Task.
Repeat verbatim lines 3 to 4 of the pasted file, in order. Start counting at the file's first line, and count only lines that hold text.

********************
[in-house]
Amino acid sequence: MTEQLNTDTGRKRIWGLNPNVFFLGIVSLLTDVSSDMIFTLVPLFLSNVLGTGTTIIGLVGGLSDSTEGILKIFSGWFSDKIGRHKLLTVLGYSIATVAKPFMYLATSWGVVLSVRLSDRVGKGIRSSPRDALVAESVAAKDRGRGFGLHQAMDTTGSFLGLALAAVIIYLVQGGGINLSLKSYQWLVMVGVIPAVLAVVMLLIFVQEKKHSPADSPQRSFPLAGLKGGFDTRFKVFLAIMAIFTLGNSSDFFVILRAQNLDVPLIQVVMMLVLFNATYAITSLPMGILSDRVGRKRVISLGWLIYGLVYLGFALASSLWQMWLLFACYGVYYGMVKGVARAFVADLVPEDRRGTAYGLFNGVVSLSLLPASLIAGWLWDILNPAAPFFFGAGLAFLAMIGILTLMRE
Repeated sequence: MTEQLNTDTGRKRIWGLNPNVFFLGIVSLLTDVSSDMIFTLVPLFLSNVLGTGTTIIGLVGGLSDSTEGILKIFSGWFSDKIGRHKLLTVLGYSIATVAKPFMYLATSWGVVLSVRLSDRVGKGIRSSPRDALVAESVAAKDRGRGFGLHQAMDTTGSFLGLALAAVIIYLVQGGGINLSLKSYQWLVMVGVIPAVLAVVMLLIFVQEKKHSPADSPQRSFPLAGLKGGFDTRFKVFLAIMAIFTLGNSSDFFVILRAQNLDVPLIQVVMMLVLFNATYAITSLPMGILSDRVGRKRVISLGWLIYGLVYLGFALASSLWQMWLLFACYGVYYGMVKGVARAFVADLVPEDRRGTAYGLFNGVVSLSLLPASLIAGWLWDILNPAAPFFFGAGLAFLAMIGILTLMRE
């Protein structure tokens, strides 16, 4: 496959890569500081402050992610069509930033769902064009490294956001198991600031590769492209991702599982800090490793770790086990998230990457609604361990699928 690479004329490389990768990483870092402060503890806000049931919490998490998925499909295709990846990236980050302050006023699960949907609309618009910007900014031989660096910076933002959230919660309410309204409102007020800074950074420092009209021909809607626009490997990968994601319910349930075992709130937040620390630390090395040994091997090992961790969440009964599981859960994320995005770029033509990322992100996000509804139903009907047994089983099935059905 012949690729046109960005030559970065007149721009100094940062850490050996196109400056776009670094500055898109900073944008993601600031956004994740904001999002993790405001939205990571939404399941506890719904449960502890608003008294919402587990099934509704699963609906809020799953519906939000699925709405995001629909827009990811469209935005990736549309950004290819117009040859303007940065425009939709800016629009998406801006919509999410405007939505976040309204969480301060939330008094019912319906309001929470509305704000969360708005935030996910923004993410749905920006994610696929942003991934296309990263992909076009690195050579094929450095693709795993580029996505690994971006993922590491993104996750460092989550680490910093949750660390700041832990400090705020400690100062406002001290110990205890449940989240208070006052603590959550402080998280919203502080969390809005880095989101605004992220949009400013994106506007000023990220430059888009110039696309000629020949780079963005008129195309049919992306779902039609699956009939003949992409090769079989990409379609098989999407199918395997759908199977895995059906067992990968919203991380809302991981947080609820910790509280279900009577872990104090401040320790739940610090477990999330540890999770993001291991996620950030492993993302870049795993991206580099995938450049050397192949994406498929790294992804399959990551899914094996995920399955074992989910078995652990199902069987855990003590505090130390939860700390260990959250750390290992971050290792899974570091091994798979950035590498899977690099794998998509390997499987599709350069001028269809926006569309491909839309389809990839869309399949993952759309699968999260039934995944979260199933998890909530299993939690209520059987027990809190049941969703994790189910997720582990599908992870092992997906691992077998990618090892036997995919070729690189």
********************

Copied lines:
Repeated sequence: MTEQLNTDTGRKRIWGLNPNVFFLGIVSLLTDVSSDMIFTLVPLFLSNVLGTGTTIIGLVGGLSDSTEGILKIFSGWFSDKIGRHKLLTVLGYSIATVAKPFMYLATSWGVVLSVRLSDRVGKGIRSSPRDALVAESVAAKDRGRGFGLHQAMDTTGSFLGLALAAVIIYLVQGGGINLSLKSYQWLVMVGVIPAVLAVVMLLIFVQEKKHSPADSPQRSFPLAGLKGGFDTRFKVFLAIMAIFTLGNSSDFFVILRAQNLDVPLIQVVMMLVLFNATYAITSLPMGILSDRVGRKRVISLGWLIYGLVYLGFALASSLWQMWLLFACYGVYYGMVKGVARAFVADLVPEDRRGTAYGLFNGVVSLSLLPASLIAGWLWDILNPAAPFFFGAGLAFLAMIGILTLMRE
């Protein structure tokens, strides 16, 4: 496959890569500081402050992610069509930033769902064009490294956001198991600031590769492209991702599982800090490793770790086990998230990457609604361990699928 690479004329490389990768990483870092402060503890806000049931919490998490998925499909295709990846990236980050302050006023699960949907609309618009910007900014031989660096910076933002959230919660309410309204409102007020800074950074420092009209021909809607626009490997990968994601319910349930075992709130937040620390630390090395040994091997090992961790969440009964599981859960994320995005770029033509990322992100996000509804139903009907047994089983099935059905 012949690729046109960005030559970065007149721009100094940062850490050996196109400056776009670094500055898109900073944008993601600031956004994740904001999002993790405001939205990571939404399941506890719904449960502890608003008294919402587990099934509704699963609906809020799953519906939000699925709405995001629909827009990811469209935005990736549309950004290819117009040859303007940065425009939709800016629009998406801006919509999410405007939505976040309204969480301060939330008094019912319906309001929470509305704000969360708005935030996910923004993410749905920006994610696929942003991934296309990263992909076009690195050579094929450095693709795993580029996505690994971006993922590491993104996750460092989550680490910093949750660390700041832990400090705020400690100062406002001290110990205890449940989240208070006052603590959550402080998280919203502080969390809005880095989101605004992220949009400013994106506007000023990220430059888009110039696309000629020949780079963005008129195309049919992306779902039609699956009939003949992409090769079989990409379609098989999407199918395997759908199977895995059906067992990968919203991380809302991981947080609820910790509280279900009577872990104090401040320790739940610090477990999330540890999770993001291991996620950030492993993302870049795993991206580099995938450049050397192949994406498929790294992804399959990551899914094996995920399955074992989910078995652990199902069987855990003590505090130390939860700390260990959250750390290992971050290792899974570091091994798979950035590498899977690099794998998509390997499987599709350069001028269809926006569309491909839309389809990839869309399949993952759309699968999260039934995944979260199933998890909530299993939690209520059987027990809190049941969703994790189910997720582990599908992870092992997906691992077998990618090892036997995919070729690189």